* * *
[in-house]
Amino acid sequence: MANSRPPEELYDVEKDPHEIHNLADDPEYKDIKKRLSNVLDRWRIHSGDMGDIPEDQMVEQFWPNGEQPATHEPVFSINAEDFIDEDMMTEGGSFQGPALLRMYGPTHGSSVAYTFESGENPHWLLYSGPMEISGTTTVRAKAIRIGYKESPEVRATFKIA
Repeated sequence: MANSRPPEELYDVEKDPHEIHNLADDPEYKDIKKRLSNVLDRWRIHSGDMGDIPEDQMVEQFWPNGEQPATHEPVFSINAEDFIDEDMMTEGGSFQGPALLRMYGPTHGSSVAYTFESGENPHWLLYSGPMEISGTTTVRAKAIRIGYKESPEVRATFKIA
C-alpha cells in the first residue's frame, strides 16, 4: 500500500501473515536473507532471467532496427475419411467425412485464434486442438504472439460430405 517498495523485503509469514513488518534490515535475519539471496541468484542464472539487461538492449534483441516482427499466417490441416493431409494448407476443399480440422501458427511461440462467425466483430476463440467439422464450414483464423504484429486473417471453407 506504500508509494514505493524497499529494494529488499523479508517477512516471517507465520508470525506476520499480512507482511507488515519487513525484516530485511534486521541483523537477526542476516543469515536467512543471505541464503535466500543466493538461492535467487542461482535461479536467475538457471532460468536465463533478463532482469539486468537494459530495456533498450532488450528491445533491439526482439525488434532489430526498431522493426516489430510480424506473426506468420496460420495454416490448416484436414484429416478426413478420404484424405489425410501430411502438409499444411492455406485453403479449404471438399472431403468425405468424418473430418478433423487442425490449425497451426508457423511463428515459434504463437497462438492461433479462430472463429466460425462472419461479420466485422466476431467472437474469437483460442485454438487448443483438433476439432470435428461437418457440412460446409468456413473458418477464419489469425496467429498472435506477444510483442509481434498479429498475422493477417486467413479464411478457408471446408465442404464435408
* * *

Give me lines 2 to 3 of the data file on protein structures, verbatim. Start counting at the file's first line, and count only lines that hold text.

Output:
Amino acid sequence: MANSRPPEELYDVEKDPHEIHNLADDPEYKDIKKRLSNVLDRWRIHSGDMGDIPEDQMVEQFWPNGEQPATHEPVFSINAEDFIDEDMMTEGGSFQGPALLRMYGPTHGSSVAYTFESGENPHWLLYSGPMEISGTTTVRAKAIRIGYKESPEVRATFKIA
Repeated sequence: MANSRPPEELYDVEKDPHEIHNLADDPEYKDIKKRLSNVLDRWRIHSGDMGDIPEDQMVEQFWPNGEQPATHEPVFSINAEDFIDEDMMTEGGSFQGPALLRMYGPTHGSSVAYTFESGENPHWLLYSGPMEISGTTTVRAKAIRIGYKESPEVRATFKIA